This article is an excerpt from the Rights and Resources Initiative’s Annual Review. RRI is a coalition of organizations working in Africa, Asia and Latin America and focused on forest and land tenure policy reform. This excerpt is Part 2, “State of Forest Tenure Rigths in 2015,” of the report. Click here to view this article in its original format and to read the study in its entirety.
3 February 2016 | NGO and the publisher of Ecosystem Marketplace, Forest Trends, and RRI have been publishing data on forest tenure since 2002, steadily increasing the number of countries covered. In 2005, RRI set a target in conjunction with the Millennium Development Goals to double the forest area owned by or designated for Indigenous Peoples and local communities in 33 low and middle income countries (LMICs) from 21 percent of their total forest area in 2002 to 42 percent by 2015. These 33 countries represent over three-quarters of forest area in LMICs globally. This target was not attained, but governments have made significant progress toward it.
Governments in the 33 LMICs have recognized indigenous and community ownership to a total of 388 million hectares of forest land, and have “designated” an additional 109 million hectares for communities (with a more limited set of rights than under full ownership—see below). Combined, this recognition accounts for almost 500 million hectares of forest land, which is more than 30 percent of the total forest area in the 33 countries, although those numbers are subject to change.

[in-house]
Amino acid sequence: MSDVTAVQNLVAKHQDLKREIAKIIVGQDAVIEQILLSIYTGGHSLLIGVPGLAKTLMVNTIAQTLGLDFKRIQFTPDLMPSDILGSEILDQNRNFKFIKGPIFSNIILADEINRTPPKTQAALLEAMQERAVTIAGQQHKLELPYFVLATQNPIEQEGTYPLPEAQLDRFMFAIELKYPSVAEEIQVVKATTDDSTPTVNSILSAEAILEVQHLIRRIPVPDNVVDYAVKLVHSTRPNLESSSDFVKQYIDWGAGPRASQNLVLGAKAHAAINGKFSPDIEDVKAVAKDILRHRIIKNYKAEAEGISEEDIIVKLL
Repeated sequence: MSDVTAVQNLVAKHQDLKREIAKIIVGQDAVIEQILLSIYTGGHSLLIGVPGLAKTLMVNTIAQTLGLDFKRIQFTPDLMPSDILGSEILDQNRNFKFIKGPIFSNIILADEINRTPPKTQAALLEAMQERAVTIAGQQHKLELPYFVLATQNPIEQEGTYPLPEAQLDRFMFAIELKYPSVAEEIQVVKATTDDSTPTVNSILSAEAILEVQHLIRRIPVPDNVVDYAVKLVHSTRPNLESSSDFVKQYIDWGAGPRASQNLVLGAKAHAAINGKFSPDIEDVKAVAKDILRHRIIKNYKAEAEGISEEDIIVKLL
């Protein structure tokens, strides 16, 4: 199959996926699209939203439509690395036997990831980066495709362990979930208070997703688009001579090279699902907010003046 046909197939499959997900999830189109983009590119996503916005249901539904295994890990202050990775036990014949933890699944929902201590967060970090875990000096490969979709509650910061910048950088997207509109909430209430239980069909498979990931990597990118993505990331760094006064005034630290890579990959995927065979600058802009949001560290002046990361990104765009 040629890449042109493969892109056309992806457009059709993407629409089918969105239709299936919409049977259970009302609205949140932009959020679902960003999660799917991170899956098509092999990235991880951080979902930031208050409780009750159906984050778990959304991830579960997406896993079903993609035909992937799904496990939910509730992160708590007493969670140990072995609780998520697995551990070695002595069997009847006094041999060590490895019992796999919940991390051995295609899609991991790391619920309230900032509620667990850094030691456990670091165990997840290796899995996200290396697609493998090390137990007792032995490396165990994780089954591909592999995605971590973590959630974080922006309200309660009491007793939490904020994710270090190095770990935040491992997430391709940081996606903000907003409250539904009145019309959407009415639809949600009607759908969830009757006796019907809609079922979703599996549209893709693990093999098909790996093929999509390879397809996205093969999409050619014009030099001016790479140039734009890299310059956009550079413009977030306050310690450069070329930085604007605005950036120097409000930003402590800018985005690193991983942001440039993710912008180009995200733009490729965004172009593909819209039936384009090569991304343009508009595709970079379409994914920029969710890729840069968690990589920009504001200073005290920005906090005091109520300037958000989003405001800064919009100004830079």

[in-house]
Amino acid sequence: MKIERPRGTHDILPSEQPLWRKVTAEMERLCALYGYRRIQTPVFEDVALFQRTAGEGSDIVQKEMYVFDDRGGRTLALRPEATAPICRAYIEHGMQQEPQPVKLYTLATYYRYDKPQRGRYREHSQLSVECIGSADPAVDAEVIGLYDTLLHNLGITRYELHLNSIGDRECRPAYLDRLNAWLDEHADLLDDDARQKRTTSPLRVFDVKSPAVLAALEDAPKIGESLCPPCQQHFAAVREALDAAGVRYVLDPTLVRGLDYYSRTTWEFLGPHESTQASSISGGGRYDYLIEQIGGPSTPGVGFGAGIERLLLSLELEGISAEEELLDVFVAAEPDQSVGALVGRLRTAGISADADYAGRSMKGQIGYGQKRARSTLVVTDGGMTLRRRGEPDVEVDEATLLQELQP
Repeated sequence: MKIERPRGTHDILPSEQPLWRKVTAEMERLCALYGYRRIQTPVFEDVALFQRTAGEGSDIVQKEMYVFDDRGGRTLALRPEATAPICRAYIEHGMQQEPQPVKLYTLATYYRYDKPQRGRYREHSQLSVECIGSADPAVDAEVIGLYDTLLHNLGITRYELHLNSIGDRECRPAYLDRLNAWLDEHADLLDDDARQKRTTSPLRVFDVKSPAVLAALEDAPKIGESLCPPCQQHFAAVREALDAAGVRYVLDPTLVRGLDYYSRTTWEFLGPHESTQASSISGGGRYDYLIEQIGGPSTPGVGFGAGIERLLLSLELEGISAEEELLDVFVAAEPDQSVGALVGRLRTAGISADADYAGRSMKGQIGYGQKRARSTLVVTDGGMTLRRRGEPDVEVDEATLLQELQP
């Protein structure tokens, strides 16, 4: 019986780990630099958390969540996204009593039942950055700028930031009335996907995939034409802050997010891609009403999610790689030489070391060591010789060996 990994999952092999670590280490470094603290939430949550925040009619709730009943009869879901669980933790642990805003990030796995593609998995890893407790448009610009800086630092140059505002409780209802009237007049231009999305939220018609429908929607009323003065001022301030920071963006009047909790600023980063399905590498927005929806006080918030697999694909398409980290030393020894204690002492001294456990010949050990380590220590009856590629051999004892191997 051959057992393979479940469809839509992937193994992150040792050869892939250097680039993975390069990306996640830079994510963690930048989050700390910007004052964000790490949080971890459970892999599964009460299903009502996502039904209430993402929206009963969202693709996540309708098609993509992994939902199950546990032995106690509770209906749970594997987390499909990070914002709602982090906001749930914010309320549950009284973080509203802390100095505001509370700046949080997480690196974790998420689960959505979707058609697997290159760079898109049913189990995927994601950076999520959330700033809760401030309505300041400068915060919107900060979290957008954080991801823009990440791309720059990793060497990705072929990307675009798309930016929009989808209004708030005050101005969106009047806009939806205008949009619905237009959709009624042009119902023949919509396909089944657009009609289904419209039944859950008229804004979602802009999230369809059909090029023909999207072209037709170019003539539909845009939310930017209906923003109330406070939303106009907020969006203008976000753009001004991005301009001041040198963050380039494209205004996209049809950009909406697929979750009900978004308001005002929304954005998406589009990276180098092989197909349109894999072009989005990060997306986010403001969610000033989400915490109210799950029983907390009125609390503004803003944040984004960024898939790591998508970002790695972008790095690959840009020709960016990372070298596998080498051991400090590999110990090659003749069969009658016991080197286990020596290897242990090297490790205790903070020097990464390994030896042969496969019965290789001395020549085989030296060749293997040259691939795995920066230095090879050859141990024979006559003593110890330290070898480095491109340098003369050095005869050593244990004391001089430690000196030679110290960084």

While this progress is important, recognition has slowed since 2008 and its often incomplete nature leaves Indigenous Peoples and local communities highly vulnerable to land-grabbing by governments and corporations in the name of industry and conservation, as well as to the violence that often results when they stand up for their rights.
In 2015, Indigenous Peoples and local communities hold formally recognized ownership rights to almost a quarter of total forest land in the 33 LMICs. An additional 7 percent of the total area is designated for use by Indigenous Peoples and local communities; private individuals or firms own approximately 9 percent; and governments still claim ownership to approximately 60 percent (Figure 1).
This increase in the land area to which Indigenous Peoples and local communities have legal rights embodies two trends: governments are hesitating to recognize community ownership, but are more willing to designate lands for Indigenous Peoples and local communities. The area of land designated for communities increased from about 50 million hectares in 2002 to 109 million hectares in 2015. The area of land under full ownership increased from roughly 300 million to 390 million hectares over the same period; in total, almost 150 million hectares were added to the total amount of land recognized as owned or controlled by Indigenous Peoples and local communities.